Happy Monday! I hope you and your family had a fabulous New Year’s. We had a messy, wonderful time.
I want to say a quick thank you to Jennifer and Melissa for adding to our ornament collection last week. I’ll be making a donation in honor of Zev this week and I am so grateful to all of you who helped decorate our tree!
Here’s a few ways to make some magic this week…
1. Get an old, light colored tablecloth (or an old sheet) and spread it out on the table or floor. Take some washable markers and make a town on it, complete with streets, railroad tracks, parking lots, stores, houses, parks and zoos. Add some fun elements like an amusement park if you like too! Then get out the little people, matchbox cars, toy animals and anything else you can use and set up a little village to play with. When you’re finished, fold it up for next time or wash it to start over!
2. For a sweet eco version of the tablecloth idea, make a forest or park instead. Draw a winding river, mountains, paths, lakes and other natural features together. Then put out an assortment of natural materials like river rocks, crystals, acorns, sticks, pine cones and pine branches, and let the kids make a natural wonderland.
3. Play the Activity Mom’s Beware of Crocodiles Game.
4. Got an old record player? Put a paper plate on it and turn it on, then let the kids use crayons or markers to draw on it as it goes around. If you’re really brave, drizzle paint. When each masterpiece is finished, put a sticker in the middle over the hole. You can also cut pizza boxes and other bits from the recycling bin for the canvases.
5. Make colorful ice sculptures. Not Just Cute shows you how!
6. Play the gratitude letter game to pass time driving or waiting together. Pick a letter and then go back and forth naming things you’re grateful for that start with that letter. Teens and adults can have a minimum number of syllables (like words of 3 or more syllables) to keep it challenging with younger players. The words can be anything at all that you’re glad to have in your life, from artichokes to Aunt Julie.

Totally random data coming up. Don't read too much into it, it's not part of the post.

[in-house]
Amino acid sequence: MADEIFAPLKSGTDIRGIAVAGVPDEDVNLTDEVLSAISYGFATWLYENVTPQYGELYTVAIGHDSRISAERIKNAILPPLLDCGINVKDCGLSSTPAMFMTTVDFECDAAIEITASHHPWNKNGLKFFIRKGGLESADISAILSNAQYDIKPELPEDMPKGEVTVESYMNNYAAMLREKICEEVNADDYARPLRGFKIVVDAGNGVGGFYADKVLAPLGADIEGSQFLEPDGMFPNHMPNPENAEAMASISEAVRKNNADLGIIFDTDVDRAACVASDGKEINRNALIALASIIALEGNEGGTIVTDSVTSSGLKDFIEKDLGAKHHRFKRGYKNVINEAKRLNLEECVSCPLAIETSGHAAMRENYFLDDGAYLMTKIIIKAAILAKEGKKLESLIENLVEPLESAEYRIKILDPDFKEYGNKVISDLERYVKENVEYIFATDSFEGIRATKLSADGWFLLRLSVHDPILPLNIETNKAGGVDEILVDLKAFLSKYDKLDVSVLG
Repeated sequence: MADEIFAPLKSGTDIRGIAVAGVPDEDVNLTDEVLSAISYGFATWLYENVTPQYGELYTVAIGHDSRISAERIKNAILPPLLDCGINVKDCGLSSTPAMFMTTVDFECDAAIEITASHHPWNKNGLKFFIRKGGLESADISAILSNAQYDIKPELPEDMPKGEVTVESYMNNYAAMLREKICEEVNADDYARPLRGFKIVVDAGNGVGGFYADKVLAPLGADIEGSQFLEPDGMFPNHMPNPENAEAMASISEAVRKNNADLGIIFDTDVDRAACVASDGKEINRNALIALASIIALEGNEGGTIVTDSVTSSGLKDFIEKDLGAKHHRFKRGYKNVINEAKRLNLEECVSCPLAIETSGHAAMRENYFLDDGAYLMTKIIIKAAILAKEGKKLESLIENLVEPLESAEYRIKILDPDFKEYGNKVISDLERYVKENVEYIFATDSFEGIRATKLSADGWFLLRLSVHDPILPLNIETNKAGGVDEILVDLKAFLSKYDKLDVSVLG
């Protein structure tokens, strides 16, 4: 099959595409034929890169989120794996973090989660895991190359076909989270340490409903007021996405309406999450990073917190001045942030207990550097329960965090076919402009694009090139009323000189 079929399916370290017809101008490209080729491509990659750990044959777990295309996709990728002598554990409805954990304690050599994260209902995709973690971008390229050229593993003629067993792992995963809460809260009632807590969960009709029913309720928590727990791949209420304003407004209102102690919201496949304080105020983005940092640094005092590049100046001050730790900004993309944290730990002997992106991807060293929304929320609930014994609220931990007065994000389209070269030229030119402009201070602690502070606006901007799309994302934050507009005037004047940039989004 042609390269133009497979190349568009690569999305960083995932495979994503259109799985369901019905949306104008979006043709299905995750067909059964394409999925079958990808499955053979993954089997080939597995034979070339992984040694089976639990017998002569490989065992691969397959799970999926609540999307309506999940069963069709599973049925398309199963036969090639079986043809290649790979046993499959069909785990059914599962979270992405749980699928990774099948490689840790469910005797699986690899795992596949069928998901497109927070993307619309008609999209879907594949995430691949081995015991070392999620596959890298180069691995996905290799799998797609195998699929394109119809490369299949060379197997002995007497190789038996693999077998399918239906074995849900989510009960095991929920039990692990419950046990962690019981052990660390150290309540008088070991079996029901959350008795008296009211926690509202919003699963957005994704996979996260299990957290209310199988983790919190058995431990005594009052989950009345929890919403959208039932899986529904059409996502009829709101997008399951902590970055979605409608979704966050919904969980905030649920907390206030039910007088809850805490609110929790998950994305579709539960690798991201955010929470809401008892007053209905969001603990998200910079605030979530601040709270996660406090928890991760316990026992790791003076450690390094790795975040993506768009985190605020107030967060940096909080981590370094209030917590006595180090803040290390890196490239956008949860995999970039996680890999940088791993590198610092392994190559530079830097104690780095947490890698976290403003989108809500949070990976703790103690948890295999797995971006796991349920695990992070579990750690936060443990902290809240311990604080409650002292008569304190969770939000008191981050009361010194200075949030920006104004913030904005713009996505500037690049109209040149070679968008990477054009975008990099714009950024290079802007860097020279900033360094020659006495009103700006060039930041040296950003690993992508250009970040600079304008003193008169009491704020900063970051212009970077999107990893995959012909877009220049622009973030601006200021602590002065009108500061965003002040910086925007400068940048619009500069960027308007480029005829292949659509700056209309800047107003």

7. Make aromatherapy sensory bottles. Clean out old spice bottles and insert a cotton ball with a few drops of essential oil on it. Snap on the lid with the holes and then screw on the top. Some good scents are peppermint, lavender, lemon, vanilla and even eucalyptus for when the kids have colds!
8. Make a winter wreath for the door together. Use an old wreath, grapevines, a wire coat hanger bent into an O, a wreath form or whatever else strikes your fancy as a base, and then gather up materials to make it together. It can use fabric, feathers, branches, ribbons, anything! Don’t stop creating till it makes you smile, then proudly hang it.
9. Start a thank you book for each child. Each day write down one thing for your child that you’re thankful for. It can be tangible things like helping a sibling with homework or sentimental things like having such a contagious laugh. Keep them in their rooms so they can read them at the end of each day.
10. Keep up the New Year fun. Did your kids get a kick out of tossing confetti on New Year’s Eve? Love making resolutions? Have a blast with noisemakers or party hats? Use some of those things one more time, just for the fun of it.